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Trading Out Of #20: Realities of a Mitch Marner Trade



The Toronto Maple Leafs were bounced once again in excruciating fashion, a seven-game loss to the Boston Bruins after rallying from a 3-1 deficit. Oh, add in a brief lead that would be tied in less than two minutes and then falling in overtime. So of course, the questions begin as to how the Leafs overcome this–the first thoughts centering around the core four of Mitch Marner, John Tavares, Auston Matthews, and William Nylander.

More specifically, does it have to be broken up now in order to win later? This is where the Blackhawks could enter the chat.

Marner is the target here–currently being maligned for what is perceived as another underachieving postseason when there’s plenty of blame to go around in Toronto. Never mind the fact that the 27-year-old winger had 85 points (26-59) in 69 games this season. Forgot he was a point short of 100 last season? How about that he’s been over a point-per-game production for the last six seasons?

You can go as far back at 2019 and dig up countless articles on how Marner is overrated and how he’ll never be the “guy” to lead a team.

Honestly–who cares? Every great team needs its stars that don’t necessarily take over games but are  there to contribute in the best possible way when it matters most. The three-time Cup winning Blackhawks in 2010, ’13 and ’15 all had their guys.

The Blackhawks need a bonafide scoring forward and they also need to take a major step forward. The Maple Leafs need cap relief and possibly a reboot of sorts to finally get over the hump.

If all that it would cost would be the 20th overall pick for Mitch Marner, would it be worth it?

Mitch Marner Deal More Muddled Than It Looks

It wasn’t as if the Maple Leafs brass came out and singled Marner out. Let’s pump the brakes there. But the rumors are like wildfire–with one scenario after another linking Marner to this NHL team or that one. Are the Blackhawks a realistic trade option if indeed Mitch Marner is available?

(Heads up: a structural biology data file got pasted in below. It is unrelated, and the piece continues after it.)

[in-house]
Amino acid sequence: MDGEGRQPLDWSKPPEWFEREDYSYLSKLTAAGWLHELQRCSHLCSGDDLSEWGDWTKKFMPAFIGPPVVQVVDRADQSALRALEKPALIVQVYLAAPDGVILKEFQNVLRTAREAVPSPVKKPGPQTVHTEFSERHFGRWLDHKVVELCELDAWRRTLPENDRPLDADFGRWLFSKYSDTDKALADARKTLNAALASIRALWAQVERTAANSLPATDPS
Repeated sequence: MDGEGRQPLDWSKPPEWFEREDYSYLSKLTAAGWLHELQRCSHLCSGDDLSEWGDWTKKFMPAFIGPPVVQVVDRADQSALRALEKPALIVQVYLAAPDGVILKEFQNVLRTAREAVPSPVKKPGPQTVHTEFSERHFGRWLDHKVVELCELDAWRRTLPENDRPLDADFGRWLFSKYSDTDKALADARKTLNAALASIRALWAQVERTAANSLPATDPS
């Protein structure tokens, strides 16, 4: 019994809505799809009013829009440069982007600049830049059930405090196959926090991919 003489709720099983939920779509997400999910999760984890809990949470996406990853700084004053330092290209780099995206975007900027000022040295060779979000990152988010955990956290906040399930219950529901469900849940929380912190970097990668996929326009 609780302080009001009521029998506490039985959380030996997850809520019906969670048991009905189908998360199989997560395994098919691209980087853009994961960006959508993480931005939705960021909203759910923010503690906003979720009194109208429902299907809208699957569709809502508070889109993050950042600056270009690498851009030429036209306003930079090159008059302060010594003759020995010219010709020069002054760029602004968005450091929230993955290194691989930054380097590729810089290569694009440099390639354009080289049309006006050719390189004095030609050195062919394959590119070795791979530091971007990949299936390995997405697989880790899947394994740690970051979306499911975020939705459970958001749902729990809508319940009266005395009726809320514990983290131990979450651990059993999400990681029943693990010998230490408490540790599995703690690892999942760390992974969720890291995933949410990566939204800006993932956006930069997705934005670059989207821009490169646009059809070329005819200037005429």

They are–but it’s going to cost a bit more than the first-round pick at 20th overall. The Blackhawks are flush with prospects, and also have a couple players on the NHL roster who could be in Toronto, too.

But this all depends on what the Blackhawks are willing to give up–and potentially what the Maple Leafs ask for. Marner won’t get away for just a first-round pick and while Kyle Davidson has been a maestro on many trades already, this one carries some more weight than offloading Petr Mrazek and a first-round pick back in 2022.

Marner, whether one believes he’s an over or underachiever, is still a very good hockey player. It will likely cost a couple picks, including a first, a high end prospect (think Ethan Del Mastro, Nolan Allan, Oliver Moore, Sam Rinzel) or a current roster player who is younger. Lukas Reichel could fit the bill–but his contract extension seems likelier to keep him for a bit longer.

One deal that seems murky–the oft rumored Seth Jones for Marner narrative. Yes, the Leafs could use defenseman of Jones’ caliber but they’re trying to simplify their cap situation. Taking Jones on for another six years isn’t optimal. Tavares’ deal falls off after 2024-25 and while that would free up $11M in cap space, the Leafs need more pieces and Jones’ $9.5M AAV would prevent what could be some key additions.

So, What’s the Reality on a Mitch Marner Deal?

If I’m Kyle Davidson, I’m absolutely looking into this deal and would have no problem using the 20th overall pick to bring Marner into the fold. But the asking price has to be right–especially knowing Marner will take up a chunk of the cap when he re-signs.

Putting Marner on Bedard’s wing makes the Blackhawks top line unbelievably dangerous. That’s a huge selling point if Davidson pulls the trigger. While Chicago certainly holds its pressure on the big stage, the lights here are nothing compared to the insanity in Toronto. Would a change of scenery be a breath of fresh air?

That would remain to be seen. A Mitch Marner trade to the Blackhawks could do wonders for all involved. But like any other deal, concessions have be on both sides. A player of Marner’s caliber will result in a hefty return–without enough NHL ready players to fill the hole. It could even involve the Maple Leafs first-round pick they sent over in the Jake McCabe deal.

Then again, the Leafs could take the money saved and acquire someone elsewhere.

Either way, the intrigue is there. Now it’s a matter of whether Toronto actually intends on dealing one of its core four.

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